Most people can probably remember the moment when they first realised the seductive power and global pervasiveness of American culture.
I had bought a bootleg CD of The Beach Boys’ surfing songs in the remote north-eastern Russian republic of Sakha and had my photograph taken with a goat herder in Djibouti who was wearing a Six Million Dollar Man T-shirt…
After all, even when you’re watching a Chinese flat-screen TV and driving an Indian car powered with Brazilian biofuels you almost certainly won’t be wearing Indian-style clothing or humming Chinese pop songs as you go. Or watching Brazilian movies either.
Next time you see television pictures of an anti-American demonstration anywhere on earth look closely at the crowd. Among the flag-burners you’ll almost certainly see someone wearing an LA Lakers shirt or a Yankees baseball cap.
My first exposure to American culture came back in the Doris Days of the early 1960s, growing up in a Britain that was still shaking off the lingering effects of rationing and the costs of post-war reconstruction.
We had Elvis, of course, and Hollywood but the world was a lot less global then. It was still possible, for example, for British recording artists to have hit records by simply recording their own versions of songs that were already hits for American stars on the far side of the Atlantic.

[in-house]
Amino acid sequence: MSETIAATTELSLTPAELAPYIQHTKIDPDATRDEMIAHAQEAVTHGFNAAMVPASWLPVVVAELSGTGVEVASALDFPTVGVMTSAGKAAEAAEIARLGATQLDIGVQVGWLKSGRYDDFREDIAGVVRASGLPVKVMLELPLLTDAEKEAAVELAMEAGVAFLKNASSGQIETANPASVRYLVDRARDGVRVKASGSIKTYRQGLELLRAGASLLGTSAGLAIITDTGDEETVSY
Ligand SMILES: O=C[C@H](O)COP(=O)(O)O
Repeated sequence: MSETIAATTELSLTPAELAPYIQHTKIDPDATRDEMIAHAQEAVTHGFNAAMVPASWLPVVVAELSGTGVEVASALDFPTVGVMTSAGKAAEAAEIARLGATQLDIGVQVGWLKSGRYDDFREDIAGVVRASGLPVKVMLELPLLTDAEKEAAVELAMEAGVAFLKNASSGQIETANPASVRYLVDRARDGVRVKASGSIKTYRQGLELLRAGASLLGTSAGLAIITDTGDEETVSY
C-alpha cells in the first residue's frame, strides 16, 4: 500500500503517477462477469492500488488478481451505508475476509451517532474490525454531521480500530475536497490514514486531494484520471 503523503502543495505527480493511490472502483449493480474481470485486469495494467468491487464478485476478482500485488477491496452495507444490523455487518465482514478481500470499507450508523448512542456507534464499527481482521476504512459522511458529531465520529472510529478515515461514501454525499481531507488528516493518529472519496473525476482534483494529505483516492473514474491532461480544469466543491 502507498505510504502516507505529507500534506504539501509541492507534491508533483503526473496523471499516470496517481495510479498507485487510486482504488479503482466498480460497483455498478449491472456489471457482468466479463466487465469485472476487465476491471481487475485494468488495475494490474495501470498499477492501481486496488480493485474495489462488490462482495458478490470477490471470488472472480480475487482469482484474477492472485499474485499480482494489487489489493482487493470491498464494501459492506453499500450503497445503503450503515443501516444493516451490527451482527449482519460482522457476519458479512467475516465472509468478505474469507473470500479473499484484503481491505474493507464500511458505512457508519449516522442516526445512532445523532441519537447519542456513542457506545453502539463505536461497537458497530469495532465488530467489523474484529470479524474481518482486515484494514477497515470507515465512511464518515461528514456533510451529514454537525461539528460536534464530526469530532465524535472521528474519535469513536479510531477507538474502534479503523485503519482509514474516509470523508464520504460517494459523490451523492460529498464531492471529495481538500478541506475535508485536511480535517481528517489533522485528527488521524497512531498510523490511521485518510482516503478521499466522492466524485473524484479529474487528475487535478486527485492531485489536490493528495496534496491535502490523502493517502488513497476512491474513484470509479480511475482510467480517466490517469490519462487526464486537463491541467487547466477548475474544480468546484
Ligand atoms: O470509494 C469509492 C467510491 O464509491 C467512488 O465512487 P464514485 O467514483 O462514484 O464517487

But the flagship of American influence in my own life was Spam, the bright-pink pork luncheon meat that was a staple of the British working-class diet for several decades.
It’s still going strong in many markets around the world – including the United States – and although the odd concession has been made to changing times (it’s less fatty and salty than it used to be) it’s still essentially the same as it always was.
I came to know it in the early 1960s, in the days before the invention of obesity. In common with millions of other British families we used to slice it, coat it in batter and then deep-fry it, thus producing that miracle of British culinary ingenuity known as the spam fritter.
RTFA. At least as funny as Monty Python. And I should be the last to complain having spent a certain portion of my misspent youth lunching on sandwiches of fried Spam with melted Velveeta “cheese” on top. 🙂